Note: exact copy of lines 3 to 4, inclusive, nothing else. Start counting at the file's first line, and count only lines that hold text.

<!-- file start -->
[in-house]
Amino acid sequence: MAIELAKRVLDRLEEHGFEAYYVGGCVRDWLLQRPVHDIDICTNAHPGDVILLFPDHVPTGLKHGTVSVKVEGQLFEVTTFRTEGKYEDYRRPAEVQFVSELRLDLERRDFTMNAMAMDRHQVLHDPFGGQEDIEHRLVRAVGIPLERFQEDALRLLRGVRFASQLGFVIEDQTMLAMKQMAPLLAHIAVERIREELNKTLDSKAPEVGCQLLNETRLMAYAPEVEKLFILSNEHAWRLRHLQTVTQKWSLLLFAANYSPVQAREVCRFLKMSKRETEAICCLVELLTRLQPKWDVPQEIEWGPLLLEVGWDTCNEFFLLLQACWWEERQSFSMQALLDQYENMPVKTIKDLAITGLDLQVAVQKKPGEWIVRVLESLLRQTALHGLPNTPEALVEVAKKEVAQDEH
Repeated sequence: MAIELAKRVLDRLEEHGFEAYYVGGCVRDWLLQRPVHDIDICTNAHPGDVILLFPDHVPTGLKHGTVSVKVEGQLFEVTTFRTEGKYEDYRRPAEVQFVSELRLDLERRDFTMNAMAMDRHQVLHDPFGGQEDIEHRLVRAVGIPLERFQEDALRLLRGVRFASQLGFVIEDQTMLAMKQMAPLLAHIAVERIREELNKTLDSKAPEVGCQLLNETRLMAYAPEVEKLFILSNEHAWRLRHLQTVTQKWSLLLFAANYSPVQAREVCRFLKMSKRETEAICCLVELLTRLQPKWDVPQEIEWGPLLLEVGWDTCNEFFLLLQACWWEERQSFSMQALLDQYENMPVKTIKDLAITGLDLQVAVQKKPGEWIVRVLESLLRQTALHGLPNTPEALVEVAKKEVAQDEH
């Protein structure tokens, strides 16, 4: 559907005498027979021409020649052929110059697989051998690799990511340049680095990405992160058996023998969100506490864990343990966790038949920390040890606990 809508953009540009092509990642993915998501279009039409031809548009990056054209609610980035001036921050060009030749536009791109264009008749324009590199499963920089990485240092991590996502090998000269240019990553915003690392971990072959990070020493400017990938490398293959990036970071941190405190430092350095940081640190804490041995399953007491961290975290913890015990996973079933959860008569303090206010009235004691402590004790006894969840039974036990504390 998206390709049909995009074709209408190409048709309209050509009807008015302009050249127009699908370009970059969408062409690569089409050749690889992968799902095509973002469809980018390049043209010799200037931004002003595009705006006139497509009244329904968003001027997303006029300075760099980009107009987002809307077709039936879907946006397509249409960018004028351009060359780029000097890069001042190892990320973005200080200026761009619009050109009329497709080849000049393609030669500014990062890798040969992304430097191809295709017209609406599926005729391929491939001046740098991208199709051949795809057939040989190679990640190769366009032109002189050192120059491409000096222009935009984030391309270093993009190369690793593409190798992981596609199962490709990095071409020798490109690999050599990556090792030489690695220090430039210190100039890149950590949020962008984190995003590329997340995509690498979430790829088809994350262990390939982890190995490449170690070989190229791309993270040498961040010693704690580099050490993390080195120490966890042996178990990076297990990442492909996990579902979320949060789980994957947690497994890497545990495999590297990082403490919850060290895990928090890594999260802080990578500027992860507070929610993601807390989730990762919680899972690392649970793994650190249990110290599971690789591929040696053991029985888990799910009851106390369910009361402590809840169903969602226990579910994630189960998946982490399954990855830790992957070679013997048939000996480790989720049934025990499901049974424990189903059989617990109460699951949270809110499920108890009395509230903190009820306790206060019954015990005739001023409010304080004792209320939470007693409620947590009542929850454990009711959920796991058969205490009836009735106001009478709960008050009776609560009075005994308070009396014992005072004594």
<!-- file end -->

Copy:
Repeated sequence: MAIELAKRVLDRLEEHGFEAYYVGGCVRDWLLQRPVHDIDICTNAHPGDVILLFPDHVPTGLKHGTVSVKVEGQLFEVTTFRTEGKYEDYRRPAEVQFVSELRLDLERRDFTMNAMAMDRHQVLHDPFGGQEDIEHRLVRAVGIPLERFQEDALRLLRGVRFASQLGFVIEDQTMLAMKQMAPLLAHIAVERIREELNKTLDSKAPEVGCQLLNETRLMAYAPEVEKLFILSNEHAWRLRHLQTVTQKWSLLLFAANYSPVQAREVCRFLKMSKRETEAICCLVELLTRLQPKWDVPQEIEWGPLLLEVGWDTCNEFFLLLQACWWEERQSFSMQALLDQYENMPVKTIKDLAITGLDLQVAVQKKPGEWIVRVLESLLRQTALHGLPNTPEALVEVAKKEVAQDEH
């Protein structure tokens, strides 16, 4: 559907005498027979021409020649052929110059697989051998690799990511340049680095990405992160058996023998969100506490864990343990966790038949920390040890606990 809508953009540009092509990642993915998501279009039409031809548009990056054209609610980035001036921050060009030749536009791109264009008749324009590199499963920089990485240092991590996502090998000269240019990553915003690392971990072959990070020493400017990938490398293959990036970071941190405190430092350095940081640190804490041995399953007491961290975290913890015990996973079933959860008569303090206010009235004691402590004790006894969840039974036990504390 998206390709049909995009074709209408190409048709309209050509009807008015302009050249127009699908370009970059969408062409690569089409050749690889992968799902095509973002469809980018390049043209010799200037931004002003595009705006006139497509009244329904968003001027997303006029300075760099980009107009987002809307077709039936879907946006397509249409960018004028351009060359780029000097890069001042190892990320973005200080200026761009619009050109009329497709080849000049393609030669500014990062890798040969992304430097191809295709017209609406599926005729391929491939001046740098991208199709051949795809057939040989190679990640190769366009032109002189050192120059491409000096222009935009984030391309270093993009190369690793593409190798992981596609199962490709990095071409020798490109690999050599990556090792030489690695220090430039210190100039890149950590949020962008984190995003590329997340995509690498979430790829088809994350262990390939982890190995490449170690070989190229791309993270040498961040010693704690580099050490993390080195120490966890042996178990990076297990990442492909996990579902979320949060789980994957947690497994890497545990495999590297990082403490919850060290895990928090890594999260802080990578500027992860507070929610993601807390989730990762919680899972690392649970793994650190249990110290599971690789591929040696053991029985888990799910009851106390369910009361402590809840169903969602226990579910994630189960998946982490399954990855830790992957070679013997048939000996480790989720049934025990499901049974424990189903059989617990109460699951949270809110499920108890009395509230903190009820306790206060019954015990005739001023409010304080004792209320939470007693409620947590009542929850454990009711959920796991058969205490009836009735106001009478709960008050009776609560009075005994308070009396014992005072004594």